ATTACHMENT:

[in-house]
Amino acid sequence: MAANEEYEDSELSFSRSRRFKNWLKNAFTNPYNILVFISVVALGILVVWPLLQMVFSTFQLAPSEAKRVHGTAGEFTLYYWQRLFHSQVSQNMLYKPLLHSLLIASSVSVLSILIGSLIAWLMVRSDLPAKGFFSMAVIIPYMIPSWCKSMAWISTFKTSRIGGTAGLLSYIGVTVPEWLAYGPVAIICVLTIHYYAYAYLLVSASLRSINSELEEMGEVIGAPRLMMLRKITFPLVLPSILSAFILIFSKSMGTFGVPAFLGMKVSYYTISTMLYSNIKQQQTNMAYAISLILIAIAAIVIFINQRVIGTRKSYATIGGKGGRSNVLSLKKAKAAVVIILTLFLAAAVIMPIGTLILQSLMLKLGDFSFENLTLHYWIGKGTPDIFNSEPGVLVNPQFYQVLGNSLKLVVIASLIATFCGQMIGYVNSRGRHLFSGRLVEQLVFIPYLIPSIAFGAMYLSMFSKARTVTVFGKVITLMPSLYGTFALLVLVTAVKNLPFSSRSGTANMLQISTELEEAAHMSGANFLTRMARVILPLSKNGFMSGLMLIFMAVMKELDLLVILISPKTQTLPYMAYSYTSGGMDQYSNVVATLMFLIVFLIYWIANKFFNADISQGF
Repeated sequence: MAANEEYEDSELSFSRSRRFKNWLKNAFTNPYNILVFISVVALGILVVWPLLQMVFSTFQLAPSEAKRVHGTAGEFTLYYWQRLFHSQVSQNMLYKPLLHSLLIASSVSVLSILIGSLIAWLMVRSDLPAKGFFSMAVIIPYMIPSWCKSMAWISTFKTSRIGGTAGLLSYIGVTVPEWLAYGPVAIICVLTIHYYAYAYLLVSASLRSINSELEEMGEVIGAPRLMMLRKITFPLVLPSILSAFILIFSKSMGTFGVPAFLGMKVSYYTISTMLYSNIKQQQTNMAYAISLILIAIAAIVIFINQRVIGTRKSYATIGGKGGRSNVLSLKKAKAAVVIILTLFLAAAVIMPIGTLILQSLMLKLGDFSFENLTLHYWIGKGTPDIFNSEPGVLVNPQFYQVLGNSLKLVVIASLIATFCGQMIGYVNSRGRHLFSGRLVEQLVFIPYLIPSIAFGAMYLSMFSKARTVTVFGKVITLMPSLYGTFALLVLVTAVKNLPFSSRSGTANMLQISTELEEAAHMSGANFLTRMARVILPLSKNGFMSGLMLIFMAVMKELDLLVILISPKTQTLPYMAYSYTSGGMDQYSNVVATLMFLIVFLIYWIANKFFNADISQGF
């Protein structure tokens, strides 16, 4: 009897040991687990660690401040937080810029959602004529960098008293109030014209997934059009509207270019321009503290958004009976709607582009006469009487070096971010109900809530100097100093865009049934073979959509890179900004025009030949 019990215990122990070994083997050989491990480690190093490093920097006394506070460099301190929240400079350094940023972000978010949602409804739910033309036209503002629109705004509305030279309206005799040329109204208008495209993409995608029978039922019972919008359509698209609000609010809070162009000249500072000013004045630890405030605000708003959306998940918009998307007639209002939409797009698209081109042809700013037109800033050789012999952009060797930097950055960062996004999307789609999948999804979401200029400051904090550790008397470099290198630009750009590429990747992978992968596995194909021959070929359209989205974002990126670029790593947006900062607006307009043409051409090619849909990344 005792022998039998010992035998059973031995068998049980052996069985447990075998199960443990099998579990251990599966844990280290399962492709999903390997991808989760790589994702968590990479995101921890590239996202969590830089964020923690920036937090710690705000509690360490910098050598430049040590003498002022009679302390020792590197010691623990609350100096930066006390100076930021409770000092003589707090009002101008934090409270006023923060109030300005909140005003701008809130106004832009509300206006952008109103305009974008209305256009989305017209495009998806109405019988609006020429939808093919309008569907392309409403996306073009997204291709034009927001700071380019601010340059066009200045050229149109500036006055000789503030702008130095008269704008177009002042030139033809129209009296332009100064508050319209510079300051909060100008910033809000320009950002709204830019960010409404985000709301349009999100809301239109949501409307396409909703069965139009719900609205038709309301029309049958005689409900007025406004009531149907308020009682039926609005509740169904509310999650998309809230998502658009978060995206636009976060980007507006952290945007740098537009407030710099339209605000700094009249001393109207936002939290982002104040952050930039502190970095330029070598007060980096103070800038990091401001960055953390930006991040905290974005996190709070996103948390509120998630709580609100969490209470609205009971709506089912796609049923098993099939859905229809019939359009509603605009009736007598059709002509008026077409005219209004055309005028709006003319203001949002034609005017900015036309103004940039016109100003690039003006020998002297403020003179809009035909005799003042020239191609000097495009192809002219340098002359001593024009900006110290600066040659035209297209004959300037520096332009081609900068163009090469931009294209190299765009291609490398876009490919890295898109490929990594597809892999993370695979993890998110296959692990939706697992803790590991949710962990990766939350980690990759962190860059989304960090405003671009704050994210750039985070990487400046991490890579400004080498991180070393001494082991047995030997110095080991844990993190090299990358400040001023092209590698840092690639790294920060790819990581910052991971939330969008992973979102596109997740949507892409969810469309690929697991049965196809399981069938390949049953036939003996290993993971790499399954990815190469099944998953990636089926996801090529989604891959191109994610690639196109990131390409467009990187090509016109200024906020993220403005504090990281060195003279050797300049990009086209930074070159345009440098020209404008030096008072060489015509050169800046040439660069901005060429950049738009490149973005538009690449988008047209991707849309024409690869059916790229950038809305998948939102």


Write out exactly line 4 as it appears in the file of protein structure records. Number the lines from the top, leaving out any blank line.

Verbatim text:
């Protein structure tokens, strides 16, 4: 009897040991687990660690401040937080810029959602004529960098008293109030014209997934059009509207270019321009503290958004009976709607582009006469009487070096971010109900809530100097100093865009049934073979959509890179900004025009030949 019990215990122990070994083997050989491990480690190093490093920097006394506070460099301190929240400079350094940023972000978010949602409804739910033309036209503002629109705004509305030279309206005799040329109204208008495209993409995608029978039922019972919008359509698209609000609010809070162009000249500072000013004045630890405030605000708003959306998940918009998307007639209002939409797009698209081109042809700013037109800033050789012999952009060797930097950055960062996004999307789609999948999804979401200029400051904090550790008397470099290198630009750009590429990747992978992968596995194909021959070929359209989205974002990126670029790593947006900062607006307009043409051409090619849909990344 005792022998039998010992035998059973031995068998049980052996069985447990075998199960443990099998579990251990599966844990280290399962492709999903390997991808989760790589994702968590990479995101921890590239996202969590830089964020923690920036937090710690705000509690360490910098050598430049040590003498002022009679302390020792590197010691623990609350100096930066006390100076930021409770000092003589707090009002101008934090409270006023923060109030300005909140005003701008809130106004832009509300206006952008109103305009974008209305256009989305017209495009998806109405019988609006020429939808093919309008569907392309409403996306073009997204291709034009927001700071380019601010340059066009200045050229149109500036006055000789503030702008130095008269704008177009002042030139033809129209009296332009100064508050319209510079300051909060100008910033809000320009950002709204830019960010409404985000709301349009999100809301239109949501409307396409909703069965139009719900609205038709309301029309049958005689409900007025406004009531149907308020009682039926609005509740169904509310999650998309809230998502658009978060995206636009976060980007507006952290945007740098537009407030710099339209605000700094009249001393109207936002939290982002104040952050930039502190970095330029070598007060980096103070800038990091401001960055953390930006991040905290974005996190709070996103948390509120998630709580609100969490209470609205009971709506089912796609049923098993099939859905229809019939359009509603605009009736007598059709002509008026077409005219209004055309005028709006003319203001949002034609005017900015036309103004940039016109100003690039003006020998002297403020003179809009035909005799003042020239191609000097495009192809002219340098002359001593024009900006110290600066040659035209297209004959300037520096332009081609900068163009090469931009294209190299765009291609490398876009490919890295898109490929990594597809892999993370695979993890998110296959692990939706697992803790590991949710962990990766939350980690990759962190860059989304960090405003671009704050994210750039985070990487400046991490890579400004080498991180070393001494082991047995030997110095080991844990993190090299990358400040001023092209590698840092690639790294920060790819990581910052991971939330969008992973979102596109997740949507892409969810469309690929697991049965196809399981069938390949049953036939003996290993993971790499399954990815190469099944998953990636089926996801090529989604891959191109994610690639196109990131390409467009990187090509016109200024906020993220403005504090990281060195003279050797300049990009086209930074070159345009440098020209404008030096008072060489015509050169800046040439660069901005060429950049738009490149973005538009690449988008047209991707849309024409690869059916790229950038809305998948939102």